It’s exam time, and you’re faced with a poem you haven’t seen before. How do you write about it?When I was studying for A-levels, a very wise man (ie, I can’t remember who it was) advised a group of us to use the acronym STRIVE as a framework. STRIVE stands for
- Subject. It’s possible to have a poem which is just a random collection of sounds — or even a carefully constructed collection of sounds — but 99% of poetry has a subject. The subject is what the poem is about —or, at least, the starting point. Quite often the clue is in the title. John Donne’s poem The Relic is about a ‘bracelet of bright hair about the bone’ dug up when Donne’s grave is eventually broken up again. John Keats’s To Autumn is, very obviously, about Autumn. Some poems are slightly more cunning. Browning’s My Last Duchess is about a murder. Generally, though, you don’t have to look far to find the subject, and, if you are under exam conditions, you should name it, and then move on.
- Theme. The theme is what the poem is ‘really’ about. It’s been said that all serious poetry is about God, sex (or love) and death, and that great poetry is often about more than one of them. The subject of Blake’s Tiger Tiger is, on the surface of it, a Tiger. But when you consider it further, it becomes clear that the poet is really interested not in the Tiger, but in the ‘immortal hand or eye’ that created it—in other words, God. The Relic, mentioned above, is about the power of love. Identifying the theme requires more reflection than the subject.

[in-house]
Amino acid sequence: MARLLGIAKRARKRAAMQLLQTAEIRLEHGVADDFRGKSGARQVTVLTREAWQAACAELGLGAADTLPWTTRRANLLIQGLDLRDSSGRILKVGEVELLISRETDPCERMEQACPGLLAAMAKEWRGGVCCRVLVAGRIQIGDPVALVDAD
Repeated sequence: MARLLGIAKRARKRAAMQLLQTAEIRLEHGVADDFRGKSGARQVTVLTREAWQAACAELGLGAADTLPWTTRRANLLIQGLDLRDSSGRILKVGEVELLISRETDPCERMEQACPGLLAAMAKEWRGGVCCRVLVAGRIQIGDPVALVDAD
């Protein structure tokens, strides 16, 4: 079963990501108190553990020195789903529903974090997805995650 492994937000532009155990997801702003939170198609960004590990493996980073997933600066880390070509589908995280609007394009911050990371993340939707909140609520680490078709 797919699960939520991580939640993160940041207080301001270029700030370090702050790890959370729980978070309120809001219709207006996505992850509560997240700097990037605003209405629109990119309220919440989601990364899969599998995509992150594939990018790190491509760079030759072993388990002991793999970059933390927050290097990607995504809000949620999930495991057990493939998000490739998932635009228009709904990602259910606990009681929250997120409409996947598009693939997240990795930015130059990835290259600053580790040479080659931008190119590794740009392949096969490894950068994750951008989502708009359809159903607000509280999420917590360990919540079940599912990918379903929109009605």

- Rhythm. Rhythm is one of the defining characteristics of poetry. Prose, of course, has its own rhythms, but poetry has rhythms which are much more apparent and distinctive. To appreciate a poem’s rhythm, read it silently-aloud — that is, speak it in your mind’s ear. Ask yourself, what are the distinctive rhythms of this peom. The Relic has a barking, biting rhythm to begin with, which is brought up suddenly sharp with ‘a bracelet of bright hair about the bone’. The rhythm in a good poem directs the reader’s ear to the most important parts. The rhythms in My last Duchess are much closer to speech—and direct the ear to hear the anger and then madness in the speaker’s voice. In free verse, there is no particular poetic form, and so rhythm becomes all important, as it is the only thing that holds the poem together. The love song of J Alfred Prufrock, TS Eliot’s first great poem, is strongly rhythmic, but has no particular form — even the number of stresses or syllables in the line vary. Eliot uses rhythm to break, to challenge, to cause flow and stop. Alliteration and rhyme within the line are part of the rhythm, and should be commented on when they are important.
Once you’ve done STRIVE, you should have identified the main features of the poem. This is fine for an exam, when you’re under time pressure to critique a piece you’ve never seen before, but, ultimately, there is much more to a poem than a list of six things. The secret to poetry is reading it aloud, and reading it actively so that it sinks into you.